We Dress Purple to Show We’re Here to Help Families on October 27th | ᐊᐱᑌᐊᐧᐱᓱᐃᐧᑭᔑᑲ – ᐱᓇᑭᐧᐃᐧᐱᓯᑦ 27

Every October Children’s Aid Societies and Indigenous Child and Family Well-Being Agencies across the province raise awareness about the important role that individuals and communities play in supporting vulnerable children, youth, and families. This includes every adult’s legal duty to call their local Children’s Aid Society or Indigenous Child and Family Well-Being Agency if they have a concern about the safety or well-being of a child or youth. It also includes the responsibility to check their bias before making a report. Stereotypes, prejudice, and discrimination based on race, ethnicity, religion, ability, poverty, and sexual orientation can lead to overreporting.

Dress Purple Day offers an opportunity to encourage everyone to speak up for every child and youth’s right to safety and well-being in all spaces. Not just physical safety and well-being—children and youth have the right to have their intersectional identity, which includes culture, race, sexual orientation, and gender identity, protected and supported in all spaces.

We use this day to raises awareness that Children’s Aid Societies and Indigenous Child and Family Well-Being Agencies are community organizations that are part of the circle of care that supports the well-being of children, youth, and families. At Tikinagan, we refer to this circle as the Wee-chee-way-win Circle.

The Wee-chee-way-win Circle may include the child’s parents and siblings, extended family members, the First Nation Chief and Council, Elders, the school principal and teachers, workers from other community resources, Foster Parents and other caregivers, and Tikinagan workers and supervisors. Although each has a different role in the Circle, the success of a child’s emotional security depends on teamwork. By working together in mutual cooperation and respect, a circle of healing will surround the child. The Wee-chee-way-win Circle is an integral element of Mamow Obiki-ahwahsoowin.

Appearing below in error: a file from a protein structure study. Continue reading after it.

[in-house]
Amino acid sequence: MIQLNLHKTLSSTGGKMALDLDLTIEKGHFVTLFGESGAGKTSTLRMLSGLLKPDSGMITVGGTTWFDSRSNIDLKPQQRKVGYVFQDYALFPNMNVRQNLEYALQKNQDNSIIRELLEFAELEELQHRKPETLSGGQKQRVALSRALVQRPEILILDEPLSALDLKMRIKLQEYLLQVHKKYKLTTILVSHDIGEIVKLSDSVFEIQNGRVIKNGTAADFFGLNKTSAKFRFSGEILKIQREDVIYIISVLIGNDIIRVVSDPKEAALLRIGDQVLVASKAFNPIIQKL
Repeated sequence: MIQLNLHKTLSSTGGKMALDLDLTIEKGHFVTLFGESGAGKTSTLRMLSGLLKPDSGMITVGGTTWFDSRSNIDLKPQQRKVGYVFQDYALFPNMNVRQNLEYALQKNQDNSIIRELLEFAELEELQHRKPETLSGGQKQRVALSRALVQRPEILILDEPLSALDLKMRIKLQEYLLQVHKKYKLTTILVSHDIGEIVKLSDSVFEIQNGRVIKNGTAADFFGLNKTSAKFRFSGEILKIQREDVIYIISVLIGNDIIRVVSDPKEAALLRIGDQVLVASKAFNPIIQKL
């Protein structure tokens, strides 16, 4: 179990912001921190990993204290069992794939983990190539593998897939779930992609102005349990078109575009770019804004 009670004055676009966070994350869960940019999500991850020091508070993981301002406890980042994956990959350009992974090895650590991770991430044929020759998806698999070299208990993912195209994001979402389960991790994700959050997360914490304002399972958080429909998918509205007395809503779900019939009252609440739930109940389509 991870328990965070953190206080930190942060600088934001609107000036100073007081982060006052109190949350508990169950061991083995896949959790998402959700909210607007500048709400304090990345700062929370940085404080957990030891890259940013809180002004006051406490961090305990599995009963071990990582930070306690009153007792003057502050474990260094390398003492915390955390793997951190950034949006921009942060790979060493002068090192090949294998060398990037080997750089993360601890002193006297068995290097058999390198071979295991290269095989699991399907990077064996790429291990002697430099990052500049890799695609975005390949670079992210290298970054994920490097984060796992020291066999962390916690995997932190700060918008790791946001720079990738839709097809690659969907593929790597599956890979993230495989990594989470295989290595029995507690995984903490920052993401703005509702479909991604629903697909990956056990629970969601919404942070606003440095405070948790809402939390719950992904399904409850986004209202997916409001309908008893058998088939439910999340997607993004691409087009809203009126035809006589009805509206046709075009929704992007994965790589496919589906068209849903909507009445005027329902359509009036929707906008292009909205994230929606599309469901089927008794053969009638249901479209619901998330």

Mamow Obiki-ahwahsoowin, which means “Everyone working together to raise our children,” is the Tikinagan service model and works to keep families together, maintain our culture and respects the inherent authority of First Nations to care for our own children. Mamow Obiki-ahwahsoowin is rooted in our traditional customs of caring for children. In our culture, children are regarded as sacred gifts from the Creator, not only to the family but also to the larger community of extended family members. Everyone shares in the responsibility of protecting and caring for that child.

On Dress Purple Day, we celebrate the community that cares for families and share the message that help is available and no one is alone.

We are calling on everyone to wear something purple on October 27th to show children, youth, and families that they are here to help!

Show your support on social media by posting your purple pictures with the hashtags #IDressPurpleBecause and #IDressPurple

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